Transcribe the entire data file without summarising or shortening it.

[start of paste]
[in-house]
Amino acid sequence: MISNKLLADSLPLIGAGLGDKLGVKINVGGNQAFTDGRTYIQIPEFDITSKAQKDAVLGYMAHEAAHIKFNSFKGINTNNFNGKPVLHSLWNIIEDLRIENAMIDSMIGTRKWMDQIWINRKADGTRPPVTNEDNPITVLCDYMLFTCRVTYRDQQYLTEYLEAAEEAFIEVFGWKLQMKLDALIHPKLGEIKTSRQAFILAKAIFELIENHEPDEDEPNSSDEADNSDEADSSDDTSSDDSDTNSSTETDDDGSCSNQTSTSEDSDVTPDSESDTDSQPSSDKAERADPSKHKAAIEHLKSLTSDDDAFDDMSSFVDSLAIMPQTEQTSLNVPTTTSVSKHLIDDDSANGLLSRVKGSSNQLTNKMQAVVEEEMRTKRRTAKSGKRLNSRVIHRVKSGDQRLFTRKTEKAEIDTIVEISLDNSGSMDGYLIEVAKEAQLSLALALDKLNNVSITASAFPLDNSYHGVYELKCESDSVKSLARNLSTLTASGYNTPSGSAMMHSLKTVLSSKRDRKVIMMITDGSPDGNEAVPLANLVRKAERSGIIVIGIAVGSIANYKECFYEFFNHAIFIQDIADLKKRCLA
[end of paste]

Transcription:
[in-house]
Amino acid sequence: MISNKLLADSLPLIGAGLGDKLGVKINVGGNQAFTDGRTYIQIPEFDITSKAQKDAVLGYMAHEAAHIKFNSFKGINTNNFNGKPVLHSLWNIIEDLRIENAMIDSMIGTRKWMDQIWINRKADGTRPPVTNEDNPITVLCDYMLFTCRVTYRDQQYLTEYLEAAEEAFIEVFGWKLQMKLDALIHPKLGEIKTSRQAFILAKAIFELIENHEPDEDEPNSSDEADNSDEADSSDDTSSDDSDTNSSTETDDDGSCSNQTSTSEDSDVTPDSESDTDSQPSSDKAERADPSKHKAAIEHLKSLTSDDDAFDDMSSFVDSLAIMPQTEQTSLNVPTTTSVSKHLIDDDSANGLLSRVKGSSNQLTNKMQAVVEEEMRTKRRTAKSGKRLNSRVIHRVKSGDQRLFTRKTEKAEIDTIVEISLDNSGSMDGYLIEVAKEAQLSLALALDKLNNVSITASAFPLDNSYHGVYELKCESDSVKSLARNLSTLTASGYNTPSGSAMMHSLKTVLSSKRDRKVIMMITDGSPDGNEAVPLANLVRKAERSGIIVIGIAVGSIANYKECFYEFFNHAIFIQDIADLKKRCLA